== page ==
Another fine for Google isn't big news - but changes to its French ad biz is
A proposed agreement between Google and the French Competition Authority (FCA) is being reported by the Wall Street Journal, as a combination of monetary fine and a commitment by Google to alter its entire ad business for France - a 'no fault' solution preferred by the US company.
It springs from a long-running French anti-trust investigation looking at Google's power over online ad bidding and sales, providing tools - the AdX auction house, and DFP used to sell the ad space - which boosted each other versus 3rd party auction houses. The two tools were combined into the single Google Ad Manager product in 2018.
The WSJ reports [paywall] that Google has agreed to remove 'obstacles' in its ad sales business to remove advantages over competitors. Additionally, it will make DFP work better with other ad platforms. The reported offer is under consideration by the FCA, which could reject it.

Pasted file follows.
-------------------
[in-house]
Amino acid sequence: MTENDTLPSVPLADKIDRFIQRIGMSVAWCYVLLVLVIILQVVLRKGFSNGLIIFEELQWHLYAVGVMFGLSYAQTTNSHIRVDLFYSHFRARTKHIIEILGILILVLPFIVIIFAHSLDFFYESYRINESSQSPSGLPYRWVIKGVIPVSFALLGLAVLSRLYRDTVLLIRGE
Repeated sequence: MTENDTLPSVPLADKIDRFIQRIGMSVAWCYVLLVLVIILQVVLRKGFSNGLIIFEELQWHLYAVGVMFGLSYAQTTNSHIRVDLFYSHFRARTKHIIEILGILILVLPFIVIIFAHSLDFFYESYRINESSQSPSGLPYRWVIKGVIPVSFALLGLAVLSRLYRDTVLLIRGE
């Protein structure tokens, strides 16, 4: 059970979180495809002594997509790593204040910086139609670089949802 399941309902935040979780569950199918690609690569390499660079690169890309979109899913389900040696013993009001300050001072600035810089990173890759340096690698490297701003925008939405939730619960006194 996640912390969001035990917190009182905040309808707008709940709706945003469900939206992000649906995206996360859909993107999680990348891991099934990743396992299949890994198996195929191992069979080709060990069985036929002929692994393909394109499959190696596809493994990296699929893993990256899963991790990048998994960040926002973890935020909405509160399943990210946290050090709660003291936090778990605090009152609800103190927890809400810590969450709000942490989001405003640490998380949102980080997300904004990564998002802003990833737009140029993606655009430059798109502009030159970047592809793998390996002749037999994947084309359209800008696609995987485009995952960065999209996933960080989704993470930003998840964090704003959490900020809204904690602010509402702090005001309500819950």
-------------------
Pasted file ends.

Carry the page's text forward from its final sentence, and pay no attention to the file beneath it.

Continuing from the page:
Google has made no public statement specific to the case, but said: "Our third-party ad tech products work with both our partners’ and our competitors’ products, including over 700 advertiser platforms and 80 publisher platforms. We continue to take in feedback and make updates to better serve users and the wider ecosystem."
Parent company Alphabet Inc's ad businesses are under increasing scrutiny elsewhere, with UK regulators recently delving under the hood into how the online ad industry works, as well as in the US where 10 States are suing Google, who they accuse of running an illegal monopoly.
In December 2019, the FCA also fined Google €150 million for market abuse and applying rules unfairly or randomly.
UPDATE: June 7, 2021
The matter concluded with an eventual €220m fine, and indeed a pledge to change practices in the future.
FCA President Isabelle de Silva said: "Google used its vertically integrated business model in display advertising to gain an advantage over other competitors. This is the first investigation in the world that examines the display advertising space where Google is dominant, and the first time Google has agreed to a settlement with engagements. This case will be of interest to other regulators who are looking at the online ad market and technologies.”